Naturally, when I went to the library earlier this week, I didn’t limit myself to the Spiderwick books, though I did limit myself to the children’s section.
Aside: I’m generally in the children’s section or in the 746 section of adult nonfiction. Is there any other non-librarian out there who knows what the 746 section is? Without Googling it.
Because I’ve been writing silly verses lately, I checked out several kids’ poetry books, including old favorites, A Pizza the Size of the Sun, by Jack Prelutsky, and Science Verse, by Jon Scieszka. Mike picked up the Prelutsky book, started to chuckle, then shared his amusement by reading to me what he’d just read to himself. I oozed over onto the couch with him and before long we had laughed our way through three-quarters of the book. What fun! We both enjoy it, but it has quite opposite effects on us: I want to write my own silly verses, and Mike thinks it’s impossible to top what we’re reading so no point trying. Hrmph. Head in the clouds, feet in the mud–that’s us!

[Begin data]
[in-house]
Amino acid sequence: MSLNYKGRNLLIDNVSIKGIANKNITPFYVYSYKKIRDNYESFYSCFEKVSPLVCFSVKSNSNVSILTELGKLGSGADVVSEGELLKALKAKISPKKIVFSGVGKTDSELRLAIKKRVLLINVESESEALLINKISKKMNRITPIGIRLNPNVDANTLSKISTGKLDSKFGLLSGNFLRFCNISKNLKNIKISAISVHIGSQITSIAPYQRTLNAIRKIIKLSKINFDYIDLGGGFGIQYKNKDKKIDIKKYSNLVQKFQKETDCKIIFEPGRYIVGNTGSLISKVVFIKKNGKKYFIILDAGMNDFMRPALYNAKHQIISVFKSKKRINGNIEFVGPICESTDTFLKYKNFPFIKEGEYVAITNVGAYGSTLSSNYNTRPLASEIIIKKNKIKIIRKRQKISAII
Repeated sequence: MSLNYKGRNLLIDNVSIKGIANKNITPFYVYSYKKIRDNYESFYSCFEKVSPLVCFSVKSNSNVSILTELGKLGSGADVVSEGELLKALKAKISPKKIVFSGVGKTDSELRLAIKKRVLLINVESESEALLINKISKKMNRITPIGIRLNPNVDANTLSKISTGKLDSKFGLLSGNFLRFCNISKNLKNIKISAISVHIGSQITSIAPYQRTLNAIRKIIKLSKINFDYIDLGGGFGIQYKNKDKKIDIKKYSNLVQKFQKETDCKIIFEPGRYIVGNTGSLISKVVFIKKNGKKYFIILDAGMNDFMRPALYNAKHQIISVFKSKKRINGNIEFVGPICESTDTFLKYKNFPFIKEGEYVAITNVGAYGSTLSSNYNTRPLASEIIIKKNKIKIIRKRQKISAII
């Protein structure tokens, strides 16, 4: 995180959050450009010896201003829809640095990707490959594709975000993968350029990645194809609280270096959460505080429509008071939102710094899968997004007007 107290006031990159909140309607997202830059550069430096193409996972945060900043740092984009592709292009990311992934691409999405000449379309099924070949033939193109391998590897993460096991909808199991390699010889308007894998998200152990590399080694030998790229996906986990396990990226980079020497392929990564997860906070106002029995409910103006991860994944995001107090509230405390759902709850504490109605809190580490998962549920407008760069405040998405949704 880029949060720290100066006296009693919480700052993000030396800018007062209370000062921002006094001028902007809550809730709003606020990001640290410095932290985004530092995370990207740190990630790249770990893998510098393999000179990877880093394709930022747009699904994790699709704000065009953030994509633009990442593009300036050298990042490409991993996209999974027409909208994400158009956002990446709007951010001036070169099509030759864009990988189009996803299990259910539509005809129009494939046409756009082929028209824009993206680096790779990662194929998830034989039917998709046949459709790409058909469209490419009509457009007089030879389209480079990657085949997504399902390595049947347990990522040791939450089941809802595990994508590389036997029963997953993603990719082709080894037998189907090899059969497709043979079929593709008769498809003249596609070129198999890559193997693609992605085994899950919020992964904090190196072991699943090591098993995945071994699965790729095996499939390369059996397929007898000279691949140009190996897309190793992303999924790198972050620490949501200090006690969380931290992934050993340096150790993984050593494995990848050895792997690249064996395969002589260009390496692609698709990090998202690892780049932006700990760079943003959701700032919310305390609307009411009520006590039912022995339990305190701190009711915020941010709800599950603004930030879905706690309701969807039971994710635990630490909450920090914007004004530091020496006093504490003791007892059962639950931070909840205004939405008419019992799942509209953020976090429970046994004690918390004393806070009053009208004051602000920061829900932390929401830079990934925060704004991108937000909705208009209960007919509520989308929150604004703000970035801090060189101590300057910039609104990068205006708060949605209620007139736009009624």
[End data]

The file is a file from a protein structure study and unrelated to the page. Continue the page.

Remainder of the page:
We are finishing Book 2 of Little Dorrit, by Charles Dickens. We read Book 1 over Christmas, then put it aside while Mike met various work obligations. We picked it up again last week and hope to finish it this week. It’s not my favorite Dickens book–that would be David Copperfield, followed closely by Nicholas Nickleby, then Great Expectations–but there’s plenty to like about it. Dickens gets on his political soapbox in his description of the Circumlocution Office, which is extensive, but it’s hilarious. Has a feeling of Mark Twain about it, IMO. The good girl, Little Dorrit, is tooth-achingly sweet and duller than politics–er, the Circumlocution Office–but that’s Dickens for you. That must be his view of the perfect woman. Bleh.
We’re getting toward the end, and as usual, we have a giant cast of characters whose paths need to start connecting. I have guesses as to what will happen and how it will all work out, but I expect I’ll be wrong. I hope I’m wrong. I like to be surprised.
My before-bed book is Double Identity, by Margaret Peterson Haddix. The premises of her books are always so interesting and unusual. I’m a fan!